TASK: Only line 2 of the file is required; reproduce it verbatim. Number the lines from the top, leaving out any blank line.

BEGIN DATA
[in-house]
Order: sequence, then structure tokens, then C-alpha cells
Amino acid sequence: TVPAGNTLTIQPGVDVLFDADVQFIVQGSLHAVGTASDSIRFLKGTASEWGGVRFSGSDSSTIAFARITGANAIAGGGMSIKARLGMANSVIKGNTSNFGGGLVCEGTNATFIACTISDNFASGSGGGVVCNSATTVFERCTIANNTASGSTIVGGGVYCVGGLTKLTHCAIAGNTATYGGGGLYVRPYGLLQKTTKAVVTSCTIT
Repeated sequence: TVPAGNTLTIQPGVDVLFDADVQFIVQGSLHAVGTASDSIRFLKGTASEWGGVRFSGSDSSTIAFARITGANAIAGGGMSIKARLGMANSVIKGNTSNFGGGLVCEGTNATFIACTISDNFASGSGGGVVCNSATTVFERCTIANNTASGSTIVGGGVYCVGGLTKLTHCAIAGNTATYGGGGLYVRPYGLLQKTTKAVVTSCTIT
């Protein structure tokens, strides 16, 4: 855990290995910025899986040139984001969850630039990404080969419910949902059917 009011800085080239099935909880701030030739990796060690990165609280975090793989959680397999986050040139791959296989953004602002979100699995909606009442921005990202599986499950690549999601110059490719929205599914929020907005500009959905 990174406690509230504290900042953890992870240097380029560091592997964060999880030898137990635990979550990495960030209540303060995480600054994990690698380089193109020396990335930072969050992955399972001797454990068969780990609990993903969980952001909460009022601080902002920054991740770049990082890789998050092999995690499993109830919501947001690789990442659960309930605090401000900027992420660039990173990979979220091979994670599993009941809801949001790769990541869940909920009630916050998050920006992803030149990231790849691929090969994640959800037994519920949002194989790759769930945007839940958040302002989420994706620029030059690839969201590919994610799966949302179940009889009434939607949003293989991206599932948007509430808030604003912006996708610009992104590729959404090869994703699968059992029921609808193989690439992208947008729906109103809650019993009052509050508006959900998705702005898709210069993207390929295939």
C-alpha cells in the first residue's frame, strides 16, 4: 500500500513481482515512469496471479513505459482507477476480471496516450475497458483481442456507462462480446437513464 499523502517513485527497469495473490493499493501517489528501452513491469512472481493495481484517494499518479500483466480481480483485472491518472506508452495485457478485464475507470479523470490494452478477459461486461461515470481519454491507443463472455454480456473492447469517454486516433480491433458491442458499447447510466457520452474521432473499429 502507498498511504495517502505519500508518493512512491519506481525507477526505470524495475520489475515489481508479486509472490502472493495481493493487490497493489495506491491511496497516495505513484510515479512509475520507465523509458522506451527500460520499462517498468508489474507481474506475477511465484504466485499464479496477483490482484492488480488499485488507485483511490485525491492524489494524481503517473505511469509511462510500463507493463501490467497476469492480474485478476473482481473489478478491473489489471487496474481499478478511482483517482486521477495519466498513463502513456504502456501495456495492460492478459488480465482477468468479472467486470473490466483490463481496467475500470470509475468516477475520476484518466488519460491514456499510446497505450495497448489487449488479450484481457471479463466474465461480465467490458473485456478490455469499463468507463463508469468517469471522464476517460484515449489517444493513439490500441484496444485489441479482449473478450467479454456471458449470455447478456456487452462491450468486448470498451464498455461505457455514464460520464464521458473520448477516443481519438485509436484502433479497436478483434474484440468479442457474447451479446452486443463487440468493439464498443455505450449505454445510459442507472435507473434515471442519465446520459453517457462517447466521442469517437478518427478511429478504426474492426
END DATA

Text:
Order: sequence, then structure tokens, then C-alpha cells